The social and personal ethics of Yoga, the Yamas and Niyamas, allow us observe how we treat ourselves and those we interact with. If I could have a favorite, then it would be Tapas. I have gone through my life playing competitive sports and the concept of “burning” is not new to me. In my adult life, I have continued with the several athletic hobbies that I have listed before. I am in love with the “burning” sensation that I feel in my muscles from a long bike ride, the third period of a hockey game, and the final set of a tennis match. Love it!
Where I had to look at Tapas from a different perspective was in regards to my habits. Stress is a funny thing. Sometimes we tend to live with it for no apparent reason. We hold on to thoughts and feelings that are either rooted in the past or present. When we do that, it affects our physical bodies. Not cool.
So I have a choice … continue to damage my physical body staying lost in the past and possible future I may manifest or use the “burning” to remove those choices and habits to become active in the present moment. Which will we choose this moment?
** Side note … anyone got any good soup recipes? 🙂 Tapas always makes me hungry for some reason too.
Tapas – Self Discipline
Tapas literally means “heat,” and can be translated as catharsis, austerities, self-discipline, spiritual effort, change tolerance, or transformation. Tapas has the sense of “cooking” ourselves in the fire of discipline to transform ourselves in the fire of discipline to transform ourselves into something else. It is our determined effort to become someone of character and strength. Much like cooking an egg denatures the egg, changing it into a different structure, Tapas eventually changes our nature, turning us into a cauldron that can withstand any of life’s challenges. Tapas is the day to day choice to burn non-supportive habits of the body and mind, choosing to forsake momentary pleasures for future rewards.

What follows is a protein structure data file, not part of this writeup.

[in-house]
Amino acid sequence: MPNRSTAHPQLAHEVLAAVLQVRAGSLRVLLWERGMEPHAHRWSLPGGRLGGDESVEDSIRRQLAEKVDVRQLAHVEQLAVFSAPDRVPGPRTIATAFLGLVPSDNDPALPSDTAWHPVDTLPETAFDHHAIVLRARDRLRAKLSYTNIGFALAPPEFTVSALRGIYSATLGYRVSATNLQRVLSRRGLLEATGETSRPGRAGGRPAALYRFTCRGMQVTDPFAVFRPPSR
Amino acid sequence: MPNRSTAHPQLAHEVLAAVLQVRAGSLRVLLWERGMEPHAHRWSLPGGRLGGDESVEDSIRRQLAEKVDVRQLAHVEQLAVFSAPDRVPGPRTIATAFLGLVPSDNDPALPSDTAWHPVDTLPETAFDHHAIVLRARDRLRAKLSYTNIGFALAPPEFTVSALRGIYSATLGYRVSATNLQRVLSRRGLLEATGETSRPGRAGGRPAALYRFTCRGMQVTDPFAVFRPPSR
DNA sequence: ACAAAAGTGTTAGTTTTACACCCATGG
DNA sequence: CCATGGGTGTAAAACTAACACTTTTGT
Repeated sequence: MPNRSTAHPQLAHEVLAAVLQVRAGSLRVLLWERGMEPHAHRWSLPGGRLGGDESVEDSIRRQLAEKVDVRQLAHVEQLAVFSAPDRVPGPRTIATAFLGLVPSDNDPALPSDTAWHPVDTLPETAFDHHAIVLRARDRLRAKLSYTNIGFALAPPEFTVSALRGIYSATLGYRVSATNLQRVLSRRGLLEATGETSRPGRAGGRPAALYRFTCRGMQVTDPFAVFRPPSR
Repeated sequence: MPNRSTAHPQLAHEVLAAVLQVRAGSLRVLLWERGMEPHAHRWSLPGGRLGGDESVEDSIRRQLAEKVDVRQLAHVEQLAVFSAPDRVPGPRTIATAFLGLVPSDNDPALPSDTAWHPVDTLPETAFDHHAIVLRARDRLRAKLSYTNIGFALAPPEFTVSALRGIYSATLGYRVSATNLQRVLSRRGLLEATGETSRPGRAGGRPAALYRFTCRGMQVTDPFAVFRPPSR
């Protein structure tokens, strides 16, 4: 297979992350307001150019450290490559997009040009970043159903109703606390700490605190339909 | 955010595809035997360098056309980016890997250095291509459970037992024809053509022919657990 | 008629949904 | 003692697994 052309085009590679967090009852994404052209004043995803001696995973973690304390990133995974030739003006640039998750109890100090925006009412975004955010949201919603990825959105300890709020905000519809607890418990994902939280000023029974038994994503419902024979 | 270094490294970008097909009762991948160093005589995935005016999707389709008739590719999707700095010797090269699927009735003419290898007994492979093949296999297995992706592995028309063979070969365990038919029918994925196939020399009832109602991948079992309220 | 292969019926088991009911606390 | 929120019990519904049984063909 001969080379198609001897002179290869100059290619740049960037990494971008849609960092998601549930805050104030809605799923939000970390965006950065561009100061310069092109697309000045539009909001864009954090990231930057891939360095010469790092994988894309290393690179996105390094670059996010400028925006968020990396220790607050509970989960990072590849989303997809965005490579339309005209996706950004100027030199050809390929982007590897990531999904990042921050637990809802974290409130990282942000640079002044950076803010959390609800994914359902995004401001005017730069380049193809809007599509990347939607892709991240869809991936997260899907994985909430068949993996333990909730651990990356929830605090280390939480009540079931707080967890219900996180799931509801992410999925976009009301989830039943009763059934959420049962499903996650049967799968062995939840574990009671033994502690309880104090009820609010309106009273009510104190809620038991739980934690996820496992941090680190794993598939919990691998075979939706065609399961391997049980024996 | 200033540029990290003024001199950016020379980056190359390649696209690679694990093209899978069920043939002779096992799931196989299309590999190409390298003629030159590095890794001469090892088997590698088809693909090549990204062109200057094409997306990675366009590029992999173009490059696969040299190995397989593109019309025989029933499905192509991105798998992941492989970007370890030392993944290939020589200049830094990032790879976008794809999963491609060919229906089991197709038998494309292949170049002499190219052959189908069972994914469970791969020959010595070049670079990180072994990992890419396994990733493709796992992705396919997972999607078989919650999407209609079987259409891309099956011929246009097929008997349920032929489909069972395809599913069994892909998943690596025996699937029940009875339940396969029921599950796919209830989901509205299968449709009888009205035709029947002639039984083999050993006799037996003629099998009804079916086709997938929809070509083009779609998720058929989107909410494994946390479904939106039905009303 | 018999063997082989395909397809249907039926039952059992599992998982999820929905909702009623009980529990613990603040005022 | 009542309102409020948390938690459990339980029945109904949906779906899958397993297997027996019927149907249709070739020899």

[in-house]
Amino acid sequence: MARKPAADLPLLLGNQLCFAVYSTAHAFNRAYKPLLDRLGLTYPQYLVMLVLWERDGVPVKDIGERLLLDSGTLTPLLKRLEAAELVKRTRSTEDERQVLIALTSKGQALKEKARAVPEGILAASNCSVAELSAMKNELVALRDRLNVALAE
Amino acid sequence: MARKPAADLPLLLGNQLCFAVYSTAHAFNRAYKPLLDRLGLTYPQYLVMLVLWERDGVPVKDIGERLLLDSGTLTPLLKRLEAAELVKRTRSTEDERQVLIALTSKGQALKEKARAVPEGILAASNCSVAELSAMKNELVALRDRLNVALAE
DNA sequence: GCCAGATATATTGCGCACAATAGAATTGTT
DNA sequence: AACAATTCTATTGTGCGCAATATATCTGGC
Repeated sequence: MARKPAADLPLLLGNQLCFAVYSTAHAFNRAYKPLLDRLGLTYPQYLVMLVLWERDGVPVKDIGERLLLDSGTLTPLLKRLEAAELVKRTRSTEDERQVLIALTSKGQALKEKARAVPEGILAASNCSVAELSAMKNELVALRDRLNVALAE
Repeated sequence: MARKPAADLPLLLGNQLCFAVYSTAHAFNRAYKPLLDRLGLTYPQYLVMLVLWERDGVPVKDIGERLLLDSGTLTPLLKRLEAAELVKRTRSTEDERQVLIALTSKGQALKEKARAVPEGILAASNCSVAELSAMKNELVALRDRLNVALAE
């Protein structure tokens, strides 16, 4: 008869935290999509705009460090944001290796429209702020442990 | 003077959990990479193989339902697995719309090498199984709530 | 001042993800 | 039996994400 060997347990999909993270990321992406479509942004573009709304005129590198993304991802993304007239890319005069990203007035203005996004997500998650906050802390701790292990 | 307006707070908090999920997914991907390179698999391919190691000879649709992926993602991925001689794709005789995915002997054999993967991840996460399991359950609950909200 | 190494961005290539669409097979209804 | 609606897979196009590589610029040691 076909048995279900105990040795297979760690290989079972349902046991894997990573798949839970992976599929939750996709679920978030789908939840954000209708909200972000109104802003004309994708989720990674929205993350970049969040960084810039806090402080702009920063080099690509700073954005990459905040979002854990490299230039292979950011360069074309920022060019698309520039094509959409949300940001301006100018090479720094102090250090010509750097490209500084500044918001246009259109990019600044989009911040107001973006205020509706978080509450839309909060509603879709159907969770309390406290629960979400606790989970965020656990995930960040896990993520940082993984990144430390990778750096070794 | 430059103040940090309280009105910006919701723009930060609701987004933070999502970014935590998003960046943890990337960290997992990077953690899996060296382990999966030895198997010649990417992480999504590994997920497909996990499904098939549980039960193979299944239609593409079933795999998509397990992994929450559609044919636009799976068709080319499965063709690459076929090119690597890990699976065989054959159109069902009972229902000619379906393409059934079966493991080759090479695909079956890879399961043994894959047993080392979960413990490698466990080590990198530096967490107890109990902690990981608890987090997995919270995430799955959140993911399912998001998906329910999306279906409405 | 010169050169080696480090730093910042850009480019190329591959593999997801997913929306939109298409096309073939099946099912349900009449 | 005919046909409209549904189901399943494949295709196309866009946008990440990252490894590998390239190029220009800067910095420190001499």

There is a bumper sticker which states, “A crisis is a terrible thing to waste.” We can chuckle all we want, but there is great truth to this statement. Tapas can take us to the place where all of our resources are used up, where there is nothing left but weakness, where all of our so-called “props” have been taken away. It is in this barren place, where we have exhausted all that we have and all that we are, that new strength is shaped and character is born if we choose to fearlessly open ourselves to the experience. It is perhaps the greatest gift life could offer us.
Book – “The Yamas and Niyamas” by Deborah Adele